Some weeks ago I was sitting in the car, panting for lack of breath as usual, waiting for my partner to return. There was a light rain and I could see a young couple sitting close by on a park bench, canoodling. I felt a bit like an unwilling voyeur — young love is so sweet. They hid under the boy’s hoodie to avoid the drizzle and my prying glances. ‘Oh get a room,’ I was thinking to myself. Time stood still. At length they gave me a baleful stare, laughed, and wandered away. I was inexplicably bereft. Was I giving them a disapproving scorn — surely not! What’s happened to my life? Who is the old fart who stares back at me from the mirror with disdain? Why is he following me about? Why am I asking myself all these rhetorical questions? Perhaps it’s the onset of early dementia!

Later on, when we were sitting in a café, there was a young woman seated nearby who was demonstrating her own style. Her hair was shaved up the back in a style reminiscent of an inmate from a 1930s prison film. At the front she had a fringe that fell over her eyes rather like a Skye terrier. Only the fringe varied in colour from puce to purple with snatches of orange. I hasten to add that she was clearly not an alternative type or a Goth; apart from one or two metallic piercings and a couple of tatts, for her clothes were stylish and expensive: fine quality. A young baby was sitting on her lap but hard to tell if a boy or girl. The child was agog, taking in the surroundings. The café was somewhat noisy and the baby began to protest. So the impossibly young mother (to my jaundiced eyes!), quite without any trace of self-consciousness, undid her designer blouse, took out her left breast and began to feed the child.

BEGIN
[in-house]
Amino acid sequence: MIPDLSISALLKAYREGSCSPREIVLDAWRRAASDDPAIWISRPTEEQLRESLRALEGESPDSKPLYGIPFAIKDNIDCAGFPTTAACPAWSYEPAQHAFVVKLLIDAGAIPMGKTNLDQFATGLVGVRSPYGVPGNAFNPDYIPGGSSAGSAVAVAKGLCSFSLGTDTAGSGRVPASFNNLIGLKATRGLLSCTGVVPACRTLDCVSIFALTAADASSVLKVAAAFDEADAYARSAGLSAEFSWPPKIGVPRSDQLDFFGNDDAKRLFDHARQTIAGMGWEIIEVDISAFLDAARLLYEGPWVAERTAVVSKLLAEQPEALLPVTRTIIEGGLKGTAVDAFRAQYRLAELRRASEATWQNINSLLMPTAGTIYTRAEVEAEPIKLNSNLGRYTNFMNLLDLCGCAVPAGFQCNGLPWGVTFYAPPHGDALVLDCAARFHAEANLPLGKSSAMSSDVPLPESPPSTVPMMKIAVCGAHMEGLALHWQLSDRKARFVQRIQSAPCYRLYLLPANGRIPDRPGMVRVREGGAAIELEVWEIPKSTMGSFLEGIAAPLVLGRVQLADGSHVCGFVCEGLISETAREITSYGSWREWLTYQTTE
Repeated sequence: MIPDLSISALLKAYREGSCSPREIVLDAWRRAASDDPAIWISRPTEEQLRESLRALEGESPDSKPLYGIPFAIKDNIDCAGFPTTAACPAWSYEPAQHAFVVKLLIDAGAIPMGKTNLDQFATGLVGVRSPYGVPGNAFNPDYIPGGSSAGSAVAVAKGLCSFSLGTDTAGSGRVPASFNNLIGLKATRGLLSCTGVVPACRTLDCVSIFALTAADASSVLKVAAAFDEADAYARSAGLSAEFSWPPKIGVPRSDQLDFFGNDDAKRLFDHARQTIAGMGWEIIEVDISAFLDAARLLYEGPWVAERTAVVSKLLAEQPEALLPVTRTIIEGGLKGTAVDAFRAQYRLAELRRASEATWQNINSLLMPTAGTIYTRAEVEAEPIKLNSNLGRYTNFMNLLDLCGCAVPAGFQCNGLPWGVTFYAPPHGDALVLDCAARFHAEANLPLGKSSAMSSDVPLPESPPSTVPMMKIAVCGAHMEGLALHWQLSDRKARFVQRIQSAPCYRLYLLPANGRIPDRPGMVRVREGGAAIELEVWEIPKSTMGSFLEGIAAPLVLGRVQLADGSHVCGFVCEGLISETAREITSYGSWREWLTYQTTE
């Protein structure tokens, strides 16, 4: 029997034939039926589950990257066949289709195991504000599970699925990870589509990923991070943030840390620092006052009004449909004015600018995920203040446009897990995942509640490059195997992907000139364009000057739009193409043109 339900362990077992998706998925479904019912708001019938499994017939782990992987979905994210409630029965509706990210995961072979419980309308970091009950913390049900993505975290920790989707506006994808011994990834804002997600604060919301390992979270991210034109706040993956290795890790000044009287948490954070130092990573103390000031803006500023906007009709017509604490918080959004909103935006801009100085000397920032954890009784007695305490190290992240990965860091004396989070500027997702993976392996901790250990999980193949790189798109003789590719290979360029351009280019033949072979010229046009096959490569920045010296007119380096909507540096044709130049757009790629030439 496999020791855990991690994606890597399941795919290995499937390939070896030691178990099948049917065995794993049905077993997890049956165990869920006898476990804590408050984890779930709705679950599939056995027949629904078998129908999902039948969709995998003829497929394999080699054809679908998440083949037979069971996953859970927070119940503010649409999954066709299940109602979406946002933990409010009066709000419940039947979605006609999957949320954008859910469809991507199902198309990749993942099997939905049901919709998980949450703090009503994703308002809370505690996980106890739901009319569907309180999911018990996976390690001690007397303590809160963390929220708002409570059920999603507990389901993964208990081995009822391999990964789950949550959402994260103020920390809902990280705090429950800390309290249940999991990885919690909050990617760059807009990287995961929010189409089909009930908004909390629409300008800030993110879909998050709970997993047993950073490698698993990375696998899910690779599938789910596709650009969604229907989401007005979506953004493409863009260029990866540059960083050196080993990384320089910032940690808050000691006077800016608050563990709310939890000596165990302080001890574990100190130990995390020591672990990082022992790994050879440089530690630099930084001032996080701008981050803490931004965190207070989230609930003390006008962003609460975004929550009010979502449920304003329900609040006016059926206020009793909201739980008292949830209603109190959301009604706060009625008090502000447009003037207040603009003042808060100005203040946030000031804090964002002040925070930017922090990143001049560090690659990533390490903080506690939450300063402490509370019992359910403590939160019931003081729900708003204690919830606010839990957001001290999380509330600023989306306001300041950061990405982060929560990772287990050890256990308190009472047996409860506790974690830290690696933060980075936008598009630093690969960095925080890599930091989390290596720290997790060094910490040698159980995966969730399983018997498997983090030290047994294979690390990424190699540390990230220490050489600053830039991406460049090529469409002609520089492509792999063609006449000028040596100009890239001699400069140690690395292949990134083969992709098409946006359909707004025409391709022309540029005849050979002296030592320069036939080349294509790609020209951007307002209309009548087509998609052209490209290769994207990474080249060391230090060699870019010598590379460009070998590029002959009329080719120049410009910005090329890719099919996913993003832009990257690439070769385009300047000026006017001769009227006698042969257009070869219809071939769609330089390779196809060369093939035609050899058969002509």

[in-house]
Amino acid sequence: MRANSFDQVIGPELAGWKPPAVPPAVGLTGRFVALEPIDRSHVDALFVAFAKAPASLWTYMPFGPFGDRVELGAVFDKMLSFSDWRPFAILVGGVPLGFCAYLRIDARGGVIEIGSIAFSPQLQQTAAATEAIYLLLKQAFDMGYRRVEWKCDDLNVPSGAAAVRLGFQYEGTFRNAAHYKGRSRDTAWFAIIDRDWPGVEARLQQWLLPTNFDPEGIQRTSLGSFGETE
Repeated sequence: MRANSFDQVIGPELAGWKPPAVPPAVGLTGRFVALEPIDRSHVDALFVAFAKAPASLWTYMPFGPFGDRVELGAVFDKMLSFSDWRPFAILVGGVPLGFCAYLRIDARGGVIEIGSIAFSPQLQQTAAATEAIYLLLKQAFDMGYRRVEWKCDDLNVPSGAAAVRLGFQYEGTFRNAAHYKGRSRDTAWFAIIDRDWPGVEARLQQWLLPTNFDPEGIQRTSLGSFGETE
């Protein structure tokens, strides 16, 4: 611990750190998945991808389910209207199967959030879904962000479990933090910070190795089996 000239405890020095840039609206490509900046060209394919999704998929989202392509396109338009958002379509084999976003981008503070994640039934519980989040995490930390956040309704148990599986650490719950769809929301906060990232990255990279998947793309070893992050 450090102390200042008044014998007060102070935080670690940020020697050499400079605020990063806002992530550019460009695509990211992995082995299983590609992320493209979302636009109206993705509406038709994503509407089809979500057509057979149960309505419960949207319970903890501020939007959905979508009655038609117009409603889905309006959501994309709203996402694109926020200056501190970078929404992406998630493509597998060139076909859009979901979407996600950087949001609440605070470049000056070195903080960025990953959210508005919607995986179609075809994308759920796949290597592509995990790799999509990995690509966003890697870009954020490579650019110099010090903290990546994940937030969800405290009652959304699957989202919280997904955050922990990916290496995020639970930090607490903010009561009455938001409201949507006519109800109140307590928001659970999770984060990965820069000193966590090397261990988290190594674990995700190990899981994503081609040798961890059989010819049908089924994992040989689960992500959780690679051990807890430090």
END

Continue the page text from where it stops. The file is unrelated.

I felt a mixture of emotions: momentary disbelief; a mild sense of erotica; a pleasant sensation that the child (mother and baby) were carrying on the timeless tradition of nourishment of the most natural sort; finally and sadly the realisation that this is another area of my life that has now passed. You could hear a bit of tut-tutting here and there but the young mother, to her credit, ignored everyone bar the needs of her baby and I felt a vague sense of contentment. It was rather a beautiful moment.

What is the link between these three events and what is the revelation that I have alluded to? I think it’s rather that ‘life goes on within you and without you’ to quote George Harrison and I’m sure he probably picked it up in turn from some ancient Vedic text.

My partner and I have had a dreadful year (2016) with various health concerns and yet we’ve managed to pull through. Time for us to enjoy ourselves to the hilt and stop worrying about trifles; stop being judgemental and let our pennies drop. And as far as Jack from the public toilet is concerned; it’s well past time to live and let live. I can only hope that he (or she) finds some sort of fulfilment and perhaps he or she can finally remove the phone number from the wall.

Has there been a moment where you have had a realisation such as this? Tell us about a time when ‘the penny dropped’ for you.

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James Craib